Drew, Sir Thomas

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Drew, Sir Thomas (1838–1910). Irish architect. Born in Belfast, he trained under Lanyon from 1854, and set up in practice in Dublin in 1875. He gained a reputation as a writer and antiquarian (he was President of the Royal Society of the Antiquaries of Ireland), and was noted for his robustly virile Gothic. His best work is the nave of St Anne's Anglican Cathedral, Belfast (from 1898), in a tough Romanesque Revival. As Diocesan Architect for Down, Connor, and Dromore, he designed many churches, including the fine Kilmore Church, Crossgar, Co. Down (1866–8), Drum-beg Parish Church, Co. Down (1868–70), St Jude's Church, Ormeau Road (1869–75), Belfast, and St Donard's Church, Dundrum, Co. Down (1886). He carried out major restorations at St Patrick's Cathedral, Dublin (1899–1904).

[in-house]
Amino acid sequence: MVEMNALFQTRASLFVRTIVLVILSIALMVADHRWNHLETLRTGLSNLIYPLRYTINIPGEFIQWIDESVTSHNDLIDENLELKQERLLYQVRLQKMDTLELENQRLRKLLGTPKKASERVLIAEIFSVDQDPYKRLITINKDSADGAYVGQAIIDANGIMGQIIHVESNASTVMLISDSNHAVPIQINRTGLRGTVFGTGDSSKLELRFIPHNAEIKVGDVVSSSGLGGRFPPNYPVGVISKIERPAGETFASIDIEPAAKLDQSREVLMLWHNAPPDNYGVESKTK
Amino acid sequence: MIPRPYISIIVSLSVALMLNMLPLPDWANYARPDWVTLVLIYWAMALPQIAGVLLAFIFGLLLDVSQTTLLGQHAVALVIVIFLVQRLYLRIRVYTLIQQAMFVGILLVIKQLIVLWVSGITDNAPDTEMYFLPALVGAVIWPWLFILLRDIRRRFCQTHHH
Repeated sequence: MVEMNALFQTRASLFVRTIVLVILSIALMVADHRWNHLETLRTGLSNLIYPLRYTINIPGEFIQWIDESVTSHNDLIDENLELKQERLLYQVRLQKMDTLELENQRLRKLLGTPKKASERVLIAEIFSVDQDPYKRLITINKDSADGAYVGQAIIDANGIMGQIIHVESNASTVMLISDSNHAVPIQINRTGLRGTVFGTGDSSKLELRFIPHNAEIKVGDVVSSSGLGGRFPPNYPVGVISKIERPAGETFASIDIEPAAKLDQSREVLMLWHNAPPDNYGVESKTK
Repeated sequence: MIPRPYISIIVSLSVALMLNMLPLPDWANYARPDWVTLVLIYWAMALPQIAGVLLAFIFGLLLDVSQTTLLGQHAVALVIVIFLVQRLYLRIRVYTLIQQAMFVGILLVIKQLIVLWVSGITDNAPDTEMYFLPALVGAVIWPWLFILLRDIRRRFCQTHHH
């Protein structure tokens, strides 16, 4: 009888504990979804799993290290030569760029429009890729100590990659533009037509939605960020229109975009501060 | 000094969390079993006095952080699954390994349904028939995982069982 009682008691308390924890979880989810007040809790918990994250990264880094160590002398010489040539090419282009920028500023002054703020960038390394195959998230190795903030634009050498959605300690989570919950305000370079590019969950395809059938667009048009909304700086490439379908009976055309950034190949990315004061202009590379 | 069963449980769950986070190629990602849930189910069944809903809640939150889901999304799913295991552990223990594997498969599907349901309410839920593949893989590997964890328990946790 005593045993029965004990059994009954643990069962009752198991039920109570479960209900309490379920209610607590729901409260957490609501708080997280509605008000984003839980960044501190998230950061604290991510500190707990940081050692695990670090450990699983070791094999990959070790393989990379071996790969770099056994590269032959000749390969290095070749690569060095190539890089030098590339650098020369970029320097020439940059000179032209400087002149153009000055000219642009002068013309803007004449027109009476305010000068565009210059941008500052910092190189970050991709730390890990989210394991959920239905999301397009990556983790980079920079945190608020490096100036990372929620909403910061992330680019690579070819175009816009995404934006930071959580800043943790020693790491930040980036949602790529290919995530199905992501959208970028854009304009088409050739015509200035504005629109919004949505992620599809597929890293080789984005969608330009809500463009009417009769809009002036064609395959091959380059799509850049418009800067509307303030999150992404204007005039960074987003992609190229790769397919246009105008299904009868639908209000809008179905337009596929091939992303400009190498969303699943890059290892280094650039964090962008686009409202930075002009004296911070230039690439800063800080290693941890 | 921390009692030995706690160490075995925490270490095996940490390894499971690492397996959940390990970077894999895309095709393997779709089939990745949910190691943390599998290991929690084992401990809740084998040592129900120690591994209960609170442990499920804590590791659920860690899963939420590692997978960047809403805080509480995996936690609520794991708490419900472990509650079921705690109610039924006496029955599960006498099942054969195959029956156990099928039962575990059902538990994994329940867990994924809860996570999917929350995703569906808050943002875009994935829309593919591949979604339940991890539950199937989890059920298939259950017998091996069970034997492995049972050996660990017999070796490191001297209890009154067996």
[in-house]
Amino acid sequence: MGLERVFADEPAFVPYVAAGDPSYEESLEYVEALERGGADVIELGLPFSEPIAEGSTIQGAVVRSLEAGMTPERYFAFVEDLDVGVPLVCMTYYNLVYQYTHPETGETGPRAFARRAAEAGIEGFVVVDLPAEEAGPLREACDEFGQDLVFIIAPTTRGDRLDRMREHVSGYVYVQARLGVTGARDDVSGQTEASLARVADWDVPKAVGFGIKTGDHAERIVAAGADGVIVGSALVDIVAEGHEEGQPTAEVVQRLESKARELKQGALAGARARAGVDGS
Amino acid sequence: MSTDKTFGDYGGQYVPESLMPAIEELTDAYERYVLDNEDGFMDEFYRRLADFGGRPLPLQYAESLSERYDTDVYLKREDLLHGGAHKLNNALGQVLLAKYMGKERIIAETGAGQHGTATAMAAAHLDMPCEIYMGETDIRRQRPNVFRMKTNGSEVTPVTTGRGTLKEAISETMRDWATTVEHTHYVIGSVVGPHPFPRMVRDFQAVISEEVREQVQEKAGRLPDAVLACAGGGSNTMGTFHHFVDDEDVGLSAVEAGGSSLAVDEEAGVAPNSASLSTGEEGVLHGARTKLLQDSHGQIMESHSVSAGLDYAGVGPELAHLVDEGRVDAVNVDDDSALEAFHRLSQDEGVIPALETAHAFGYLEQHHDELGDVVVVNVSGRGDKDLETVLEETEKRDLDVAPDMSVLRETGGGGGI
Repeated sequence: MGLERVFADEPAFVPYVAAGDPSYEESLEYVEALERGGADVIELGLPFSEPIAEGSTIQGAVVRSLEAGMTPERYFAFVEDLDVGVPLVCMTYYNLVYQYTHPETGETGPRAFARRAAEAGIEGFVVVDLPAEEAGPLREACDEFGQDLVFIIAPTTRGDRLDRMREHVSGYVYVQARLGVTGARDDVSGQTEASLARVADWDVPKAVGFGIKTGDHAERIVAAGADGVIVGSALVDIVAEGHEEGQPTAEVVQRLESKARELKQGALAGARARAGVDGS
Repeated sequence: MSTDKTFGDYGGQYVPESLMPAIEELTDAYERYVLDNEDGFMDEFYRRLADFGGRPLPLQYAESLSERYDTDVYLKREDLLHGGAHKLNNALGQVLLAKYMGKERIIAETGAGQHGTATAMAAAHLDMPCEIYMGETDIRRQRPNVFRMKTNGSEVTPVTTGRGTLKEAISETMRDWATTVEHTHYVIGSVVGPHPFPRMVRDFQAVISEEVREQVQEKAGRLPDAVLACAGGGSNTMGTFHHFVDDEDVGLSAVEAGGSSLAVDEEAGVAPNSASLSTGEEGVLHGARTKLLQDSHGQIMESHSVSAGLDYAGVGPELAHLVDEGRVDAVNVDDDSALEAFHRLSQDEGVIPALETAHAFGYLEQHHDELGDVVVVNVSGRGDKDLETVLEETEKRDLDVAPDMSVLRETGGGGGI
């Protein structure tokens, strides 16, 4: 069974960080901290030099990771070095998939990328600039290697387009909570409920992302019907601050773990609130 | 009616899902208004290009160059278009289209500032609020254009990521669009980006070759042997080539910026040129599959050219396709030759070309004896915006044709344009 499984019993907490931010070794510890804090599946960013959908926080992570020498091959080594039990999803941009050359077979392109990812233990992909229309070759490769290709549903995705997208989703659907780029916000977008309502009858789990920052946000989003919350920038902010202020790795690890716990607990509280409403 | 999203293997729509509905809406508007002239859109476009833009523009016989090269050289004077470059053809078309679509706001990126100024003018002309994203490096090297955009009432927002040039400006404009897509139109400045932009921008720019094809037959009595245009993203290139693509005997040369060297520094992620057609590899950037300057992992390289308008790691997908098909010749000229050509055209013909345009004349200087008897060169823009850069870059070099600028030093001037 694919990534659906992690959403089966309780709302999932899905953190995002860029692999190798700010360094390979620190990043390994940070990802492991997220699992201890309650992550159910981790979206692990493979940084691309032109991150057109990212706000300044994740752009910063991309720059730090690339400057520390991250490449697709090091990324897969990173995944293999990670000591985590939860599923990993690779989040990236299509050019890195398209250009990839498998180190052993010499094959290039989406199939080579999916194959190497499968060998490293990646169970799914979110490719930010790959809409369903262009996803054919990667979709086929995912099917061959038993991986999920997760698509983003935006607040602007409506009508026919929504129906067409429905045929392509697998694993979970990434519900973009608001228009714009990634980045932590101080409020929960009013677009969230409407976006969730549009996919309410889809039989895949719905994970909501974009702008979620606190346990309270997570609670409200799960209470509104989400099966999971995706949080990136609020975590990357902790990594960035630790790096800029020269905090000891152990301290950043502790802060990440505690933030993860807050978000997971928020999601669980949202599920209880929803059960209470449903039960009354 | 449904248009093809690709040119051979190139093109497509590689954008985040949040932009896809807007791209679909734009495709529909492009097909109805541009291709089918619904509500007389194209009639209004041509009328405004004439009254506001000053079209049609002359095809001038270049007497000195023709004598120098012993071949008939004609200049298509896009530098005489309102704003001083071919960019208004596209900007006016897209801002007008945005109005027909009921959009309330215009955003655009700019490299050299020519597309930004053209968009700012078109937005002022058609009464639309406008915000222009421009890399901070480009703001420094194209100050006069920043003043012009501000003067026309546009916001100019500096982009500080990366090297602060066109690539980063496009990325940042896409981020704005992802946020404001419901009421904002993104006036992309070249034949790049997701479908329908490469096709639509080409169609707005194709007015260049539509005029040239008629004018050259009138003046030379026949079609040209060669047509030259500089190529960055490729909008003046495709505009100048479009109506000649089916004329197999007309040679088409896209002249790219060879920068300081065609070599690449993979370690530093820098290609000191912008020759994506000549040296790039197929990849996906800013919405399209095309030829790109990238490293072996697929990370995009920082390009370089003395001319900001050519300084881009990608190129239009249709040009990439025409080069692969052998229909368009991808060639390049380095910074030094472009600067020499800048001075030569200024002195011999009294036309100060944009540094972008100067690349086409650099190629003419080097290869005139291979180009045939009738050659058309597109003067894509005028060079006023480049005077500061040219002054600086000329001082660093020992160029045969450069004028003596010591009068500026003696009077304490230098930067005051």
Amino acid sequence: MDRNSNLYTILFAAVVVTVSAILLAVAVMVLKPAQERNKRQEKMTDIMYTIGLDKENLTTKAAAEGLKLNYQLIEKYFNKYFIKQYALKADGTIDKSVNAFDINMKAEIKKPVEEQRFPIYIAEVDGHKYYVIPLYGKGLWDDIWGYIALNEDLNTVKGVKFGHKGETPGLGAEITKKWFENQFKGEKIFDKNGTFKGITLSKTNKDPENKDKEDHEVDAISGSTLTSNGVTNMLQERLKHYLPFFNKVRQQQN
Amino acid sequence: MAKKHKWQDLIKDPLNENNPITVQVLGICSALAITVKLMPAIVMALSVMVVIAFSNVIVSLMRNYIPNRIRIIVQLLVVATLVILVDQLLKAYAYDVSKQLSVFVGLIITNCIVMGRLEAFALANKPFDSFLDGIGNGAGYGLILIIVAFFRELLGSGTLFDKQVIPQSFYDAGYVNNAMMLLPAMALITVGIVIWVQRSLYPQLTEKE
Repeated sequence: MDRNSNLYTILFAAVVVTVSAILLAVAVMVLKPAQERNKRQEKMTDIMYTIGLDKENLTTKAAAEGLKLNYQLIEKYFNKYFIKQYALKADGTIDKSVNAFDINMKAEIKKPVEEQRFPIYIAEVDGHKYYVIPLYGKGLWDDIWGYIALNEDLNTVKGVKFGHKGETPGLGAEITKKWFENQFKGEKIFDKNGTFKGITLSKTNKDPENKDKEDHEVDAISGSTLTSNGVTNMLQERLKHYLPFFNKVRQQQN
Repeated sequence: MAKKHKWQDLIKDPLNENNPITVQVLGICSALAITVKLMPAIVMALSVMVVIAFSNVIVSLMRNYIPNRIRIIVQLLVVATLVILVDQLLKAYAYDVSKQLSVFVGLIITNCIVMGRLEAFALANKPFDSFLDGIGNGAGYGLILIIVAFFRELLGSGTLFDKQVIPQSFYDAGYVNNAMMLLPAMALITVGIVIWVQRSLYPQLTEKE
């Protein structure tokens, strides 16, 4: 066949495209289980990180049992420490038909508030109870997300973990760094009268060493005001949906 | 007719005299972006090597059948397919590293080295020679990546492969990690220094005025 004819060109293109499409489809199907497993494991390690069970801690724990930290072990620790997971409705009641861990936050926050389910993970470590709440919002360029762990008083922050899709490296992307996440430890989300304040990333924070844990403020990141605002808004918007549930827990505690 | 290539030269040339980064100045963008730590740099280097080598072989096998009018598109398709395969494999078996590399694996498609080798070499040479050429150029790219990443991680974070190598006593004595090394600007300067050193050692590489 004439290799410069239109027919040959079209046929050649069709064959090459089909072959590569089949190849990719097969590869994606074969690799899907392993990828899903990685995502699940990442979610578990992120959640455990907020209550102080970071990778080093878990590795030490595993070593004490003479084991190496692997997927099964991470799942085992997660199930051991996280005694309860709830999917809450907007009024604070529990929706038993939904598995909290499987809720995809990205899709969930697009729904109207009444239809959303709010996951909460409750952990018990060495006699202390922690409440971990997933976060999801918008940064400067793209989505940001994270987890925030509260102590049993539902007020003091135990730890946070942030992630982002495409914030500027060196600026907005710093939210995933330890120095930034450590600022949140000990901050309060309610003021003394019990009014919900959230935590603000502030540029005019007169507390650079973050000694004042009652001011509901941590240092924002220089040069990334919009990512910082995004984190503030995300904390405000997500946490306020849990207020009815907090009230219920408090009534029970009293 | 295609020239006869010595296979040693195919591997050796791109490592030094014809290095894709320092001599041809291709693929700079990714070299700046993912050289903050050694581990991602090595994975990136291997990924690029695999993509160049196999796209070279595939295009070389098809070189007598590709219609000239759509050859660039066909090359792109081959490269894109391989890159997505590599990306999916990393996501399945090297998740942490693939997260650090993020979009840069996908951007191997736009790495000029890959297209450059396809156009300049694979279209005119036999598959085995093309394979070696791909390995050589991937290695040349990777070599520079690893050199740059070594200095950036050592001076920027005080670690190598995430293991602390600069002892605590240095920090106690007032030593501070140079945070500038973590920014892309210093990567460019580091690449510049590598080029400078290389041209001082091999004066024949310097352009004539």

Brett (1996, 2002);
Larmour (1987);
Oxford Dictionary of National Biography(2004);
P:JRSUAiv/5 (May/June 1996), 61–3

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Drew, Sir Thomas

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